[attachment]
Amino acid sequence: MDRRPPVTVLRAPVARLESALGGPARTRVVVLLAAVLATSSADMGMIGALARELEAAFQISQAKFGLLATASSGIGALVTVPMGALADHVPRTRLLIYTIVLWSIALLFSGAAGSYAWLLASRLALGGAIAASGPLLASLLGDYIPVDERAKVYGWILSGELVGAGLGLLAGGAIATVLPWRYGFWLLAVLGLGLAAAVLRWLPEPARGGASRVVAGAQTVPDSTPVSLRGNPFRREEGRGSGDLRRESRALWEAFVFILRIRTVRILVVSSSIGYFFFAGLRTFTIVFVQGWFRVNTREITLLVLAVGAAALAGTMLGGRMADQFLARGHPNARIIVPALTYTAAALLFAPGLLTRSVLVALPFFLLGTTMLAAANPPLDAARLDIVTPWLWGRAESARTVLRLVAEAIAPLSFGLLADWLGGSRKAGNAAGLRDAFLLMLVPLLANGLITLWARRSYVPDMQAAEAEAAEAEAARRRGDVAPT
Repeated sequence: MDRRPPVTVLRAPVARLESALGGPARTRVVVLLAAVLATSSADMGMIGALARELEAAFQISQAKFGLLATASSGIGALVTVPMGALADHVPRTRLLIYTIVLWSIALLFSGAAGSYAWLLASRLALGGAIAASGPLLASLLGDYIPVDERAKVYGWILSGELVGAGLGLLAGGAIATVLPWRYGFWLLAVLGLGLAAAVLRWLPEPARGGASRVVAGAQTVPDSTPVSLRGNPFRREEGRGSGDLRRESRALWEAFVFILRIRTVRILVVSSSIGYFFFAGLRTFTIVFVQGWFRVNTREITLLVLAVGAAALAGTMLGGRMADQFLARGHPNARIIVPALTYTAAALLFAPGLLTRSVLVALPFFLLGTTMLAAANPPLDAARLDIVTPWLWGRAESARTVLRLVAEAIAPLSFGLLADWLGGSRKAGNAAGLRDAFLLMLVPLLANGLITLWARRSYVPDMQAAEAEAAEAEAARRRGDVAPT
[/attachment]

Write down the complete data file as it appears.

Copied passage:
Amino acid sequence: MDRRPPVTVLRAPVARLESALGGPARTRVVVLLAAVLATSSADMGMIGALARELEAAFQISQAKFGLLATASSGIGALVTVPMGALADHVPRTRLLIYTIVLWSIALLFSGAAGSYAWLLASRLALGGAIAASGPLLASLLGDYIPVDERAKVYGWILSGELVGAGLGLLAGGAIATVLPWRYGFWLLAVLGLGLAAAVLRWLPEPARGGASRVVAGAQTVPDSTPVSLRGNPFRREEGRGSGDLRRESRALWEAFVFILRIRTVRILVVSSSIGYFFFAGLRTFTIVFVQGWFRVNTREITLLVLAVGAAALAGTMLGGRMADQFLARGHPNARIIVPALTYTAAALLFAPGLLTRSVLVALPFFLLGTTMLAAANPPLDAARLDIVTPWLWGRAESARTVLRLVAEAIAPLSFGLLADWLGGSRKAGNAAGLRDAFLLMLVPLLANGLITLWARRSYVPDMQAAEAEAAEAEAARRRGDVAPT
Repeated sequence: MDRRPPVTVLRAPVARLESALGGPARTRVVVLLAAVLATSSADMGMIGALARELEAAFQISQAKFGLLATASSGIGALVTVPMGALADHVPRTRLLIYTIVLWSIALLFSGAAGSYAWLLASRLALGGAIAASGPLLASLLGDYIPVDERAKVYGWILSGELVGAGLGLLAGGAIATVLPWRYGFWLLAVLGLGLAAAVLRWLPEPARGGASRVVAGAQTVPDSTPVSLRGNPFRREEGRGSGDLRRESRALWEAFVFILRIRTVRILVVSSSIGYFFFAGLRTFTIVFVQGWFRVNTREITLLVLAVGAAALAGTMLGGRMADQFLARGHPNARIIVPALTYTAAALLFAPGLLTRSVLVALPFFLLGTTMLAAANPPLDAARLDIVTPWLWGRAESARTVLRLVAEAIAPLSFGLLADWLGGSRKAGNAAGLRDAFLLMLVPLLANGLITLWARRSYVPDMQAAEAEAAEAEAARRRGDVAPT